Consortium owners are aware that IRU capacity customers with alternative cable infrastructure or access to competing subsea networks may have more options and leverage in negotiations. This dynamic can influence the pricing, terms, and conditions of IRU agreements and expose consortium members to customer demands for some provisions that may be illegal, such as:


  • Exclusivity of other capacity IRU sales in its country for the duration of the contract (25 years or less).

  • ROFR, right of first refusal, a contractual right that gives a capacity IRU customer the option to deal with the consortium owner as a supplier before other suppliers can.

  • Best price: the cable owner concedes to give the capacity IRU customer the best terms or prices it offers to any other customer.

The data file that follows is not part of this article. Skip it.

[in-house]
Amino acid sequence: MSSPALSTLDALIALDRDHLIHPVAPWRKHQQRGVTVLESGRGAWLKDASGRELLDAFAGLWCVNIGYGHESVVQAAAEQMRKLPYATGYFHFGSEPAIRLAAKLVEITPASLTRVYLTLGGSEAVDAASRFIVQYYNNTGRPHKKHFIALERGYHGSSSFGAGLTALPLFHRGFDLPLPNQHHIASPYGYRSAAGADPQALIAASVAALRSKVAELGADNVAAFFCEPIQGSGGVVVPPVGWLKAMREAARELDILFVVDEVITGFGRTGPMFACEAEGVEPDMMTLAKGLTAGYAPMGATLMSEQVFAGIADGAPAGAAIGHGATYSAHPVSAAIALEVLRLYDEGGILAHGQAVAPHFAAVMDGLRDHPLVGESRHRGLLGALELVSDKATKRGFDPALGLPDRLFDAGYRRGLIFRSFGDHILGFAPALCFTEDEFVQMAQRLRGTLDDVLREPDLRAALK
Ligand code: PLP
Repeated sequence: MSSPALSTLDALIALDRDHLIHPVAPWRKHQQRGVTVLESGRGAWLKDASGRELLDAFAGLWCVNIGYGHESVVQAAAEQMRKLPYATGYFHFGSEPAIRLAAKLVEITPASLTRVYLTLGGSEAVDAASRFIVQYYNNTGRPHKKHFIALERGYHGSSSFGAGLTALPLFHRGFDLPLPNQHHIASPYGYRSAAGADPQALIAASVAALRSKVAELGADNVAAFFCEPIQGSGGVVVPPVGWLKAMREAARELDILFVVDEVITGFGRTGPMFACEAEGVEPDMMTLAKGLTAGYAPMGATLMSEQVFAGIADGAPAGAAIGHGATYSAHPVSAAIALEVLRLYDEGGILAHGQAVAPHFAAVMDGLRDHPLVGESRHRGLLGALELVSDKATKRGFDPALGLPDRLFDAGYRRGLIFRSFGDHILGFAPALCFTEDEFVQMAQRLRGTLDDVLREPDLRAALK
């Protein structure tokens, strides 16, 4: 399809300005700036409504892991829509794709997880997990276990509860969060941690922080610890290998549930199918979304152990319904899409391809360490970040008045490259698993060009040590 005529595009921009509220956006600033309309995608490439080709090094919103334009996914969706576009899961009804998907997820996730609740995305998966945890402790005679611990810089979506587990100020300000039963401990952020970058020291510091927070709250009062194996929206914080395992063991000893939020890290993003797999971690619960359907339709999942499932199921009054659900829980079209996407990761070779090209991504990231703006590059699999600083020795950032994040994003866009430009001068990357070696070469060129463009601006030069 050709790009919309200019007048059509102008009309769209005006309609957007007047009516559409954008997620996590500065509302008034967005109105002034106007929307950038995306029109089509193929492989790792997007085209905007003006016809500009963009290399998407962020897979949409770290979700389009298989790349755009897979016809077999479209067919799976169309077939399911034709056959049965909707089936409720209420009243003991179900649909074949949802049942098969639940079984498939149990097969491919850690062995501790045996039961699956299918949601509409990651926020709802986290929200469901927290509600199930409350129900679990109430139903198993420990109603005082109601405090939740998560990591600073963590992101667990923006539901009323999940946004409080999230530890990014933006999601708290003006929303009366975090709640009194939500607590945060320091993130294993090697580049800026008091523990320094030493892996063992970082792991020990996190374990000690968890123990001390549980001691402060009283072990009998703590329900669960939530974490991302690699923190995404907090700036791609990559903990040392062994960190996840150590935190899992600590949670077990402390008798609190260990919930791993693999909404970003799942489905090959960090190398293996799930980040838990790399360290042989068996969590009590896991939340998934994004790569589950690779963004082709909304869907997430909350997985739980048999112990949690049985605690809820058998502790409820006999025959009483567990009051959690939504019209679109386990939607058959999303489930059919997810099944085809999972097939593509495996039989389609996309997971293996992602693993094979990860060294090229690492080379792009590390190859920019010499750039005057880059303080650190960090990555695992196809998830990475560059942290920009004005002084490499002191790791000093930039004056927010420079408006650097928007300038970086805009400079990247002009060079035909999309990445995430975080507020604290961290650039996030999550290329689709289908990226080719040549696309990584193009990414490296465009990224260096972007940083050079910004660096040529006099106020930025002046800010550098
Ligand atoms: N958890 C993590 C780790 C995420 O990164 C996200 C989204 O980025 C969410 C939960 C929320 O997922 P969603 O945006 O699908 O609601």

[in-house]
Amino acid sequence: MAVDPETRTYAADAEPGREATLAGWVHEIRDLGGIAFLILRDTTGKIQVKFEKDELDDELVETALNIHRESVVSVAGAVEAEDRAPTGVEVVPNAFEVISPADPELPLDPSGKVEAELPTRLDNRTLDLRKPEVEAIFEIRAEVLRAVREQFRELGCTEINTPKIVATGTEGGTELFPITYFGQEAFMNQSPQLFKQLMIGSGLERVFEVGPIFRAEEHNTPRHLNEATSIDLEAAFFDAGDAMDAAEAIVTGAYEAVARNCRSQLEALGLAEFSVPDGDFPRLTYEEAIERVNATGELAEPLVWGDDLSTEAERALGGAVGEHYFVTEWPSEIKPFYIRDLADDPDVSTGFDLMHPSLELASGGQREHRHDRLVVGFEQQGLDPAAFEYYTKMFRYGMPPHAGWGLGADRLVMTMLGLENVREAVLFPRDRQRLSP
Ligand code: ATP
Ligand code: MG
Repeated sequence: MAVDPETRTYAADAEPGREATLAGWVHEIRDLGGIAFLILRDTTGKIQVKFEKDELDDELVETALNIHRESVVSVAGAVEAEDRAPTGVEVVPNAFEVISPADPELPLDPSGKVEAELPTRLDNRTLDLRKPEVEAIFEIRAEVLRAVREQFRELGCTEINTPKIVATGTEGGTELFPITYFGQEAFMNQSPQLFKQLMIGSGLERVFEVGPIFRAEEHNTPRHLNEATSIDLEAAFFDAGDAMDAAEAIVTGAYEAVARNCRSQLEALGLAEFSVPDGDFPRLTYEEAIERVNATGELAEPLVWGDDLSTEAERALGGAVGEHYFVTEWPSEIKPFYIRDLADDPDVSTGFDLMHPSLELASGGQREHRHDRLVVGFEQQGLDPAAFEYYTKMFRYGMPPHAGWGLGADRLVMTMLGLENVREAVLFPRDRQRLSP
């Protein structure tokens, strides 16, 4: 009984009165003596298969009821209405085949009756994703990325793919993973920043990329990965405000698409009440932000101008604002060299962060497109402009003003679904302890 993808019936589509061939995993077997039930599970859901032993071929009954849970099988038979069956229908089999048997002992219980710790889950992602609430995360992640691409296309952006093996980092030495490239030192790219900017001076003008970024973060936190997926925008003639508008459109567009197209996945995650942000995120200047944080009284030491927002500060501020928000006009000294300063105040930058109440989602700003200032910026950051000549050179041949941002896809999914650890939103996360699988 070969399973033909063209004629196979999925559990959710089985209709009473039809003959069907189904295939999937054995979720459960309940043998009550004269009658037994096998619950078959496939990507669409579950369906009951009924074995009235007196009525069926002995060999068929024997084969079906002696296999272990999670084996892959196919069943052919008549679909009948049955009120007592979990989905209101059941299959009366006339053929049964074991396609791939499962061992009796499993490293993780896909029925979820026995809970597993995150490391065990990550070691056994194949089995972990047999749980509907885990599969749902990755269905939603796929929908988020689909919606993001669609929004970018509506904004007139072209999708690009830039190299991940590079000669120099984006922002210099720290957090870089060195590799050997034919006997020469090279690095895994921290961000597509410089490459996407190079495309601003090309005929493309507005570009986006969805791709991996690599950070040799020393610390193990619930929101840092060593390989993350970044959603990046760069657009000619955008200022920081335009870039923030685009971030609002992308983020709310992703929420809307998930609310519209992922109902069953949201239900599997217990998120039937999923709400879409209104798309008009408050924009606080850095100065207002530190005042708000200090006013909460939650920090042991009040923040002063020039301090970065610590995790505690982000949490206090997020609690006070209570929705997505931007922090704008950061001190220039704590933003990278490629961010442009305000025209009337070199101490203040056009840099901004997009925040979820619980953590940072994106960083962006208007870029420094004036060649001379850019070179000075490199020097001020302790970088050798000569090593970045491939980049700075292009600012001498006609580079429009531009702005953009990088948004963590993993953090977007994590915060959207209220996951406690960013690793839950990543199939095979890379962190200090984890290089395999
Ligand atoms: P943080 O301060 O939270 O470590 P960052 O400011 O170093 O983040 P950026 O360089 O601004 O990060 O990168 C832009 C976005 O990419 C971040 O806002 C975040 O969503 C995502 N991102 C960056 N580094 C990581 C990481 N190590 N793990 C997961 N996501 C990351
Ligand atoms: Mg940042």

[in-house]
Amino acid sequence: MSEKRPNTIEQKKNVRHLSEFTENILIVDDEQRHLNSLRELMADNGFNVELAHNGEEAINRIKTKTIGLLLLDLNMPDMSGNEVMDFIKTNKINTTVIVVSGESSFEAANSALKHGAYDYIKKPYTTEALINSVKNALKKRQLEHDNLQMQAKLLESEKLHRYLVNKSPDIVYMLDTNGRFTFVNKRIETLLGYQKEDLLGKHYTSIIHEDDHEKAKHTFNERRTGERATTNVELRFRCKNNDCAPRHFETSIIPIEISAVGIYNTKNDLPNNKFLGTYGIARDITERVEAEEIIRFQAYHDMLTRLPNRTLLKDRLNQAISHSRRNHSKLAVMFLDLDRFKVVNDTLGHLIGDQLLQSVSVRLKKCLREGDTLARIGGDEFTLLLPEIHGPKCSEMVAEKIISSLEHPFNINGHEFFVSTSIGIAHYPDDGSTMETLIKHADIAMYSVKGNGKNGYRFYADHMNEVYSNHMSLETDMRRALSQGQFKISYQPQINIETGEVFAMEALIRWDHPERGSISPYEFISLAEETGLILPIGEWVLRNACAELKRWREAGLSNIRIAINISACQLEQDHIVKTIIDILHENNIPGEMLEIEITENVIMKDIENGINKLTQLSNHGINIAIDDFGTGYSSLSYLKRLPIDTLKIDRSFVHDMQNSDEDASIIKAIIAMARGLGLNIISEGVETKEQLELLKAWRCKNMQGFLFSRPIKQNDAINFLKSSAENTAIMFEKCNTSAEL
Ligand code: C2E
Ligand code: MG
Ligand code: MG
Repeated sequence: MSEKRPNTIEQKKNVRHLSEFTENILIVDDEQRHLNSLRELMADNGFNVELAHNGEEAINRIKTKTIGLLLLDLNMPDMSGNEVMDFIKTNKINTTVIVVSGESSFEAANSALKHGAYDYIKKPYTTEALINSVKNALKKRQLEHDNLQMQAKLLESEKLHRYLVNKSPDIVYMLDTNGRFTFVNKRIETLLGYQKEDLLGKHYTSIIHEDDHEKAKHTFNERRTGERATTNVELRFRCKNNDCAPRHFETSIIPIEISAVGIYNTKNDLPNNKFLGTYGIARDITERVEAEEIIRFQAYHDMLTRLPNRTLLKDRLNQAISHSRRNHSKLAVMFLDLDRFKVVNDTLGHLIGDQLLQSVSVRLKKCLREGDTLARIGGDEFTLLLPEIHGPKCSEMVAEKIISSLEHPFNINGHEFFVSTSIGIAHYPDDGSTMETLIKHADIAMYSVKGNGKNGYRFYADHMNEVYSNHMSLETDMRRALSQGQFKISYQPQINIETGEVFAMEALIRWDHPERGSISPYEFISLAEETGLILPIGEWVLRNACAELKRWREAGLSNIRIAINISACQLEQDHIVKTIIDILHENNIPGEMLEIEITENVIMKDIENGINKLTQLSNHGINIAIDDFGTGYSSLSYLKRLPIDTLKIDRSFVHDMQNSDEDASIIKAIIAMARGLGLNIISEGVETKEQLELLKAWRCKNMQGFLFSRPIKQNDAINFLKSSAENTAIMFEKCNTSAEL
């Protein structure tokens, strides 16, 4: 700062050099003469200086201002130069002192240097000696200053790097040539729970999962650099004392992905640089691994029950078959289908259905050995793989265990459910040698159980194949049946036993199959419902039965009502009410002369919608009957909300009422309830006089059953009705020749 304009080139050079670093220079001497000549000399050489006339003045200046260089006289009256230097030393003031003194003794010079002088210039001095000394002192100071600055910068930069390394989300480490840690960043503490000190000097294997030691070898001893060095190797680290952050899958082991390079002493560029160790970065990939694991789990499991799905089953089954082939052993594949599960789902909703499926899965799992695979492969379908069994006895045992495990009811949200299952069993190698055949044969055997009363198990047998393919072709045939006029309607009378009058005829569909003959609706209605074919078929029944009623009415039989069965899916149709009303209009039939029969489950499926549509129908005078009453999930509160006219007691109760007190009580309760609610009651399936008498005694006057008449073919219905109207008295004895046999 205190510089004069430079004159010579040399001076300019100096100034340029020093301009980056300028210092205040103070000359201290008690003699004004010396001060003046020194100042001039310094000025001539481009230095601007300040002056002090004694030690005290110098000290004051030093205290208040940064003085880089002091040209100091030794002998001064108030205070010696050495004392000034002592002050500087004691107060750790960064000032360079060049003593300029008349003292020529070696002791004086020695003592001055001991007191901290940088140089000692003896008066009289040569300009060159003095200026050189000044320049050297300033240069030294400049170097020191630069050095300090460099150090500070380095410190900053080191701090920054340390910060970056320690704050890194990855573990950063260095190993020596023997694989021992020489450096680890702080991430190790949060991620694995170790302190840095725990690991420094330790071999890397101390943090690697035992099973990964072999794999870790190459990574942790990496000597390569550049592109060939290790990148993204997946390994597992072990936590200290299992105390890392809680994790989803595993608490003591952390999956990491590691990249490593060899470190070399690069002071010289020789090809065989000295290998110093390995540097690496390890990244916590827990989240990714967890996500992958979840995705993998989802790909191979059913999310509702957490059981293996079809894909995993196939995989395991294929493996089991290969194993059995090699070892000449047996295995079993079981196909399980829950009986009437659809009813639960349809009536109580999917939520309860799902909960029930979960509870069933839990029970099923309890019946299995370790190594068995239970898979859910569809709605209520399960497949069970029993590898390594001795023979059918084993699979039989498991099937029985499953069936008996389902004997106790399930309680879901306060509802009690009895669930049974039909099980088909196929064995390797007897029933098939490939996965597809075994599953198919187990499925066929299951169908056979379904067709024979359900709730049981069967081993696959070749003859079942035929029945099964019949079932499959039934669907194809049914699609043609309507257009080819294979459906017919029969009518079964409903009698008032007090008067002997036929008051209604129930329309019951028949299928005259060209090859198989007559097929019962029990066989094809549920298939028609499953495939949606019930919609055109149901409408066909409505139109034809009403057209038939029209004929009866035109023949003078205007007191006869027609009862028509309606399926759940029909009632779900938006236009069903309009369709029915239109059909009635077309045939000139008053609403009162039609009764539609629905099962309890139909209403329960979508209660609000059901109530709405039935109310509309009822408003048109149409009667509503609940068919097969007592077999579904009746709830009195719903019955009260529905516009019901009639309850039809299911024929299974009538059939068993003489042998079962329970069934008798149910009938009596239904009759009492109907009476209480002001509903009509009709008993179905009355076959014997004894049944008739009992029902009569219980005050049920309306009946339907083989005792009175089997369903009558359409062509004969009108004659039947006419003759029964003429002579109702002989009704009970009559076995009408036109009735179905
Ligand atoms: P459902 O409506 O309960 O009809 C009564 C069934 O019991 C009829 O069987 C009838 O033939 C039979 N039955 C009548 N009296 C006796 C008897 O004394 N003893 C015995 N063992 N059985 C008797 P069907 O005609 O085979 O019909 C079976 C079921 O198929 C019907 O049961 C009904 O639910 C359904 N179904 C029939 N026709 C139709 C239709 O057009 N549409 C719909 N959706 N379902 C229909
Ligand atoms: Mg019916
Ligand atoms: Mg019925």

In the same way, local providers of backhaul and local loops in the landing country may be tempted to try to impose similar special terms on the consortium cable owners, or vice versa, as in the previous scenario.


All these arrangements have some challenges in common, such as the difficulty of sharing confidential third-party information with a supplier or customer to enforce these terms. In addition, all parties need to recognize that price alone is not the sole measure of the competitiveness of another party's offer, but that it must be weighed against the overall package and terms offered. Considerations may include, but are not limited to, price, payment terms, minimum purchase requirements, time commitments and other benefits offered by such suppliers or by one or other of the parties.